A topography, such as a trench 30, with vertical side walls 31 and rectangular corners 32 cannot be profiled with a conventional tip 33 which is shown in FIG. 3, left side. Tip 33 with this shape as shown in FIG. 3 does not reach the vertical side walls 31 or the lower corners 32 of trench 30. Therefore, a third example describes a process for making a sensor head 36 for AFM/STM profilometry which consists of a shaft 37 with one or several tips 38, 39 pointing downwards. Sensor head 36 of this kind is shown in cross-section in FIG. 3, right side. Sensor head 36 allows the profiling of vertical side walls 51 and a 90° edge or corner 52 in trench 50.

By means of reactive ion etching, a trench 42 as shown in FIG. 4A with substantially vertical side walls and rectangular corners is etched into a base material, say a silicon substrate 41.

Typical gas mixtures for etching a trench 42 into silicon substrate 41 is described in example 1 in accordance with FIG. lB. Apart from silicon, silicon dioxide, GaAs, or polyimide may be used as base materials. Instead of reactive ion etching, direct exposure may be used for making a trench 42 with substantially vertical side walls and rectangular corners.

After etching, the resulting trench 42 is partly filled by chemical vapor deposition (CVD), or plasma enhanced chemical vapor deposition (PECVD), or sputtering of a material 43 which shows nonconformal step coverage in FIG. 4B. Examples for materials with nonconformal step coverage during plasma deposition are silicon nitride, silicon dioxide, amorphous silicon, tungsten silicide etc. In this example silicon nitride is deposited by PECVD from a SiCl2 H2 /ammonia or SiCl2 H2 /nitrogen gas mixture at a temperature of about 300° C., and a pressure in the range of about 500.sup.μbar.

Next, the trench 42 is completely filled with a material 44 which shows conformal step coverage as shown in FIG. 4C. A material preferred for this purpose is polysilicon which is deposited by pyrolysis of a silane/hydrogen gas mixture at a temperature of about 625° C., and under atmospheric pressure. With respect to conformal and nonconformal step coverage during PECVD of inorganic materials reference is made to a publication by A. C. Adams entitled "PLASMA DEPOSITION OF INORGANIC FILMS", Solid State Technol., 1983, pp. 135-139.

Next, the cantilever beam including the tip is bared or patterned in the top layer by applying photolithography and dry or wet etching steps on the top side of the wafer (not shown). For polysilicon reactive ion etching is applied with CF4 as etch gas, and with a pressure of about 25μbar. By selective etching from the bottom side of the topography the wafer 41 and layer 43 are removed (not shown). For the etching of silicon 41 an aqueous KOH solution is used. Fot the etching of silicon nitride 43 a concentrated aqueous hydrogen fluoride solution is applied. During these etching steps the top side of the topography (consisting of polysilicon) has to be protected, e. g. by a PECVD silicon dioxide layer.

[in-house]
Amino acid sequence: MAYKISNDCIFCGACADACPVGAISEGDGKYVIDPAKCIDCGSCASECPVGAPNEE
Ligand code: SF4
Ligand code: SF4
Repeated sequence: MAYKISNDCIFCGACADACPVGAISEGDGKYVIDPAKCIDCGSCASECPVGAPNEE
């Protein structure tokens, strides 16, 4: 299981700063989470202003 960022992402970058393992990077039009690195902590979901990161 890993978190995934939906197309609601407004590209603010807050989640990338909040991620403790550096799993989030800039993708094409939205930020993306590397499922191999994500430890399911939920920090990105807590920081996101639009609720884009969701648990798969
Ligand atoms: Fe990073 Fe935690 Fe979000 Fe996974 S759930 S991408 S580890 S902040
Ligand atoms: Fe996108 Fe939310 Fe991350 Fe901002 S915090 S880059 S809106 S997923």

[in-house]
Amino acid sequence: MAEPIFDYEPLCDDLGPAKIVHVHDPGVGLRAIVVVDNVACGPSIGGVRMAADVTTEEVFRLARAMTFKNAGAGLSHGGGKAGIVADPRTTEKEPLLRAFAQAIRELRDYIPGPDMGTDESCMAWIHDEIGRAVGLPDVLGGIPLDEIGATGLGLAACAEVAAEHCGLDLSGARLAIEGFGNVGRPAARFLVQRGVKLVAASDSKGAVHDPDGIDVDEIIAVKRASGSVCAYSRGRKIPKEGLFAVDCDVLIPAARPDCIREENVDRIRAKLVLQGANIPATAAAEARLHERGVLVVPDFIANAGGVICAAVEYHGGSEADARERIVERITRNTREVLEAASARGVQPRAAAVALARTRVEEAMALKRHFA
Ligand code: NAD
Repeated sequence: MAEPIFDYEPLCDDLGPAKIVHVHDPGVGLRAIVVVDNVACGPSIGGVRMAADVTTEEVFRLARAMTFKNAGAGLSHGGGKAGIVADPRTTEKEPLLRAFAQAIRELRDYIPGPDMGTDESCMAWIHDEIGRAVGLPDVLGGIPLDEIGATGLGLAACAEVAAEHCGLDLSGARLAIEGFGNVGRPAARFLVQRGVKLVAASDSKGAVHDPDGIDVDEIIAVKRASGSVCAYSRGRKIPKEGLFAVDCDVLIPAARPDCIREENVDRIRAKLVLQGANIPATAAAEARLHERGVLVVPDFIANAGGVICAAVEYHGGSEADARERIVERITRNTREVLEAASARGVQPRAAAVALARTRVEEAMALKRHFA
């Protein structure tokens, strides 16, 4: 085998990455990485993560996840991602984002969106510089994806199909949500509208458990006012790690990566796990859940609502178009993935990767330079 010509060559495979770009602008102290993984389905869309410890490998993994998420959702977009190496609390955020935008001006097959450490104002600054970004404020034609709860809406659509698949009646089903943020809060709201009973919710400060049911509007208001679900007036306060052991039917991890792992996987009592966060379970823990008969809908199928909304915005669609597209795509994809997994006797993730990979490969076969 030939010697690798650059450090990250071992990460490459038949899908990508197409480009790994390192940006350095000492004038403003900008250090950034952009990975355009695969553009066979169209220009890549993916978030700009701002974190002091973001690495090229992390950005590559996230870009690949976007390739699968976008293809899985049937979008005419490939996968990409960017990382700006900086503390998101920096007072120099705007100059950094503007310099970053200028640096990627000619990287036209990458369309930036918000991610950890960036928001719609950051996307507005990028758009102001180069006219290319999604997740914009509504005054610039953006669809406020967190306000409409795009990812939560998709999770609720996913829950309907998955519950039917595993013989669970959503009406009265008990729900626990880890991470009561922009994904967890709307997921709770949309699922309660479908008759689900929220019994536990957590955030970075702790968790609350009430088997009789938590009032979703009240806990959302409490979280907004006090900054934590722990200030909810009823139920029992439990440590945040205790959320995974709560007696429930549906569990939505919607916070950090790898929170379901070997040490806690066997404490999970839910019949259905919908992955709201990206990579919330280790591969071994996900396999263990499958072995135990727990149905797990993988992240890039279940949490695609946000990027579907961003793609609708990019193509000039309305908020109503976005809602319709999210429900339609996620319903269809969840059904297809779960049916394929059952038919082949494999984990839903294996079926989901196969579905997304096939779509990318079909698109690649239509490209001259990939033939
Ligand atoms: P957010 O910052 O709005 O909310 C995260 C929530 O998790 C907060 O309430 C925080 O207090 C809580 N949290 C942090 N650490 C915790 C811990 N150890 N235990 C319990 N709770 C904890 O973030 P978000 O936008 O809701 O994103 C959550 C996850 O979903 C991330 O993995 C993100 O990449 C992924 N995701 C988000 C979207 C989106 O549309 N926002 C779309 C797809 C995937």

For the STM profilometry the tips made in accordance with this invention may carry a metallic coating.

While the invention has been described with respect to selected examples thereof, it will be apparent to those skilled in the art that variations can be made thereto without departing from the spirit and scope of the present invention.

Claims (19)

We claim:
1. A method of producing micromechanical sensors for the AFM/STM profilometry, which consist of a cantilever beam with at least one tip at its end and a mounting piece at the opposite, comprising the following steps:
first, coating the top and bottom sides of a wafer substrate to form a first and second insulating layer respectively;
second, producing a mask in said first insulating layer on the top side of the wafer
third, producing a mask in said second insulating layer on the bottom side of the wafer;
fourth, etching a trench in the wafer substrate utilizing said first layer mask;
fifth, removing said first insulating layer from the top side of said wafer substrate by etching;
sixth, coating the top side of the wafer and the trench with the desired. cantilever beam and tip material respectively;
seventh, forming said cantilever beam and tip in a second photolithographic step and dry or wet etching steps, respectively; and
eighth, removing the supporting wafer material from the bottom side of said wafer by etching through said second layer.
2. The method of claim 1, wherein the wafer substrate is selected from the group consisting of monocrystalline silicon, silicon dioxide, GaAs, and polyimide.
3. The method of claim 1, wherein said step of second producing includes the ninth step of producing a silicon dioxide layer to a layer thickness of about 1 μm.